I'd recommend surgical abortion under general anaesthetic at 6 weeks - it was over before I knew itBy anonymous on 29/04/2019
united kingdom surgical abortion abortion 6 weeks
It's been three days since I had a surgical (aspiration) abortion on the NHS. My experience of the procedure was a positive one and I feel compelled to tell it to reassure women and girls who might find themselves in my position.
The worst part of the entire experience was the two weeks between booking the appointment and attending the clinic for the procedure. I tortured myself by reading horror stories. However, I have to say, none of my fears materialised.
[There are more links to stories organised by abortion type and stage of pregnancy on this page]
A surgical procedure under general anaesthesia
I am so glad I opted for the surgical procedure under general anaesthesia (I was 6 weeks so could have chosen either procedure) - it was relatively pain-free and over within a few hours.
The waiting room was full which I found comforting
I arrived at the clinic around 8:30 am and was quickly seen by a variety of nurses who were all extremely kind and non-judgemental. When I arrived the clinic waiting room was full of women and girls waiting to be seen and many more arrived throughout the day. I found this comforting in a way that there were many others in the same position as me.
After having my vaginal scan (no discomfort), having my weight and height taken, and speaking to a doctor, I was taken to the ward. I was asked to change into a gown and waited in a room with a TV before being called by a nurse to go down to theatre.
The procedure was over before I knew it
Both the doctor and anaesthetist were male but very calm and lovely. When I entered the operating room, I had no time to be nervous - everything moved so fast - I would say I was asleep within 2 minutes of being put onto the operating bed. It was over before I knew it.
The last thing I remember is the doctors administering the anaesthesia into my hand, then I was being woken up by a nurse in a bed around 20 minutes later. I do not even remember being put into stirrups (I had read from other women's experiences that this happens before the procedure).
I was very nervous about being put to sleep before arriving at the clinic, as it was my first time having any type of operation. So I was so relieved when the nurse woke me up and told me everything had gone well.
After the operation, I was taken to a recovery unit where I was given biscuits, a cup of tea, and some antibiotics to take to prevent infection. I sat here for around 15 minutes then was able to discharge myself - this was at about half past 1.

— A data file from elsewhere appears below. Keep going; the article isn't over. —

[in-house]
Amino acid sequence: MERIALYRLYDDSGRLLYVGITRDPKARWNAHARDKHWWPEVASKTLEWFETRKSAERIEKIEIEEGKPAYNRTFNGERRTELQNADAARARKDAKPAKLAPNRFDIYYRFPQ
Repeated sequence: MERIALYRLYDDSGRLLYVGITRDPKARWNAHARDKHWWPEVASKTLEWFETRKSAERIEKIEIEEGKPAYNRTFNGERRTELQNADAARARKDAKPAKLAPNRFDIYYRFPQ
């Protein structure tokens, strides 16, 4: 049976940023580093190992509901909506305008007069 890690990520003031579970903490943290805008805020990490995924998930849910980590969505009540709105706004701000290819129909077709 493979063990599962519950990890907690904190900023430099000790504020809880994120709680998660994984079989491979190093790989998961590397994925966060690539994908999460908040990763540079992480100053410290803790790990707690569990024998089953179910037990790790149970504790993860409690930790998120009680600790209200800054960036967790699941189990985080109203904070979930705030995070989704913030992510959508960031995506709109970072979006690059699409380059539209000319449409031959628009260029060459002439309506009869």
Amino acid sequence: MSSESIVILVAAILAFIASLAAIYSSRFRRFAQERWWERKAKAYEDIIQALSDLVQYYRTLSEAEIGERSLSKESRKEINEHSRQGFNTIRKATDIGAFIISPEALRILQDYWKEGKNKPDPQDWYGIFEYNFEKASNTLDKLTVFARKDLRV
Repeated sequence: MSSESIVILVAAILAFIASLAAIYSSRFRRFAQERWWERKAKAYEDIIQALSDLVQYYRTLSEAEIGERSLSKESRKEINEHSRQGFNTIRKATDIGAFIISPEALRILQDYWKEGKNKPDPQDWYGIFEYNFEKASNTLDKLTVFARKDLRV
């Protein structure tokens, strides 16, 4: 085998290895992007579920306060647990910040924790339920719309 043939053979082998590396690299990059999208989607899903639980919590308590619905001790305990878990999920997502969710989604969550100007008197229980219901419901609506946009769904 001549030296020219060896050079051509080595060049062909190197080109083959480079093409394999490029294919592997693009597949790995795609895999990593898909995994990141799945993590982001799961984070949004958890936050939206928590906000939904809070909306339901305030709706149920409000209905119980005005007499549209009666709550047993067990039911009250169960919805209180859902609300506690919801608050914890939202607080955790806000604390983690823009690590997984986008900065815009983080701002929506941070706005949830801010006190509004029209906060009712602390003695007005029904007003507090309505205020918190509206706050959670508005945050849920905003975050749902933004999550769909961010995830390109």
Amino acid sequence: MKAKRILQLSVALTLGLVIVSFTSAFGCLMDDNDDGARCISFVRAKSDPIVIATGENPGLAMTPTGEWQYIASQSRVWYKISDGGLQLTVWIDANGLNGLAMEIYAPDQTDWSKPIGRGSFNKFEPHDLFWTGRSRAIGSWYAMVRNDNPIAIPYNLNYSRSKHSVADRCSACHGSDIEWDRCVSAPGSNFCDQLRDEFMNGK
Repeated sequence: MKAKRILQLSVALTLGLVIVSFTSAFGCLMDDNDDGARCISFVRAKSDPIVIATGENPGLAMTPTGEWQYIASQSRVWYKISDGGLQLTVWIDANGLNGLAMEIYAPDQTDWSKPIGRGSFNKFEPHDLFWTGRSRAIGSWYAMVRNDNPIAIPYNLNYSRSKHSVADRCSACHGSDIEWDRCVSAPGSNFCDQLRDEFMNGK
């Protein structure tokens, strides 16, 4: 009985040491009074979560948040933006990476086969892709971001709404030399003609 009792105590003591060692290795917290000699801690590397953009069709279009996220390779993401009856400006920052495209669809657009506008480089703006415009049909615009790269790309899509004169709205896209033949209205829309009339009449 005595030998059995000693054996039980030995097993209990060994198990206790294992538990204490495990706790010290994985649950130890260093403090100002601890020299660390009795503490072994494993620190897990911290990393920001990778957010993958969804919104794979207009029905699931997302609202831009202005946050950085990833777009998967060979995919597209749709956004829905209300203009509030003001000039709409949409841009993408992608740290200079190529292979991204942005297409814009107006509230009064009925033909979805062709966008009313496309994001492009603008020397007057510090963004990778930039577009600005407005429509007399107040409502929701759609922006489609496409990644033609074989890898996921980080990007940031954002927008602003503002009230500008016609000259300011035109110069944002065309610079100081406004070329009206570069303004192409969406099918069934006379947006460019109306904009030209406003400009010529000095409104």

Only slight bleeding after the surgical abortion
I bled slightly on the day of the operation - something similar to a light day during a period. I also had some cramps whilst in the recovery ward but nothing too painful.
Since the day of the operation I have not had any pain or bleeding, however, I do know that this can be delayed for a few days post op. Pregnancy symptoms of fatigue and nausea seemed to disappear the day after the op.
I'd recommend surgical procedure under general anaesthesia
I would definitely recommend the surgical procedure under general anaesthesia - cannot thank the staff at the clinic enough! Of course, every woman will have a different experience but I just wanted to share mine in case it helps someone.
Terms mentioned in this story
Please note, sources will open in a new tab/window and take you away from the Pregnancy Choices Directory website.
- Surgical Abortion
Surgical abortion is a medical procedure to remove the pregnancy from the womb.
There are three ways in which a woman may undergo the procedure:
Local anaesthetic (awake but things are numbed)
Conscious sedation (awake but relaxed due to having been given a sedative)
General anaesthetic (completely asleep).
There are also two methods of carrying out a surgical abortion depending on the stage of pregnancy:
Vacuum or suction aspiration where a tube is inserted through the entrance to the womb (the cervix) and on into the womb. The pregnancy is then removed through the tube using suction.
Dilation and evacuation (D&E) where special instruments called forceps are inserted through the cervix and into the womb to remove the pregnancy.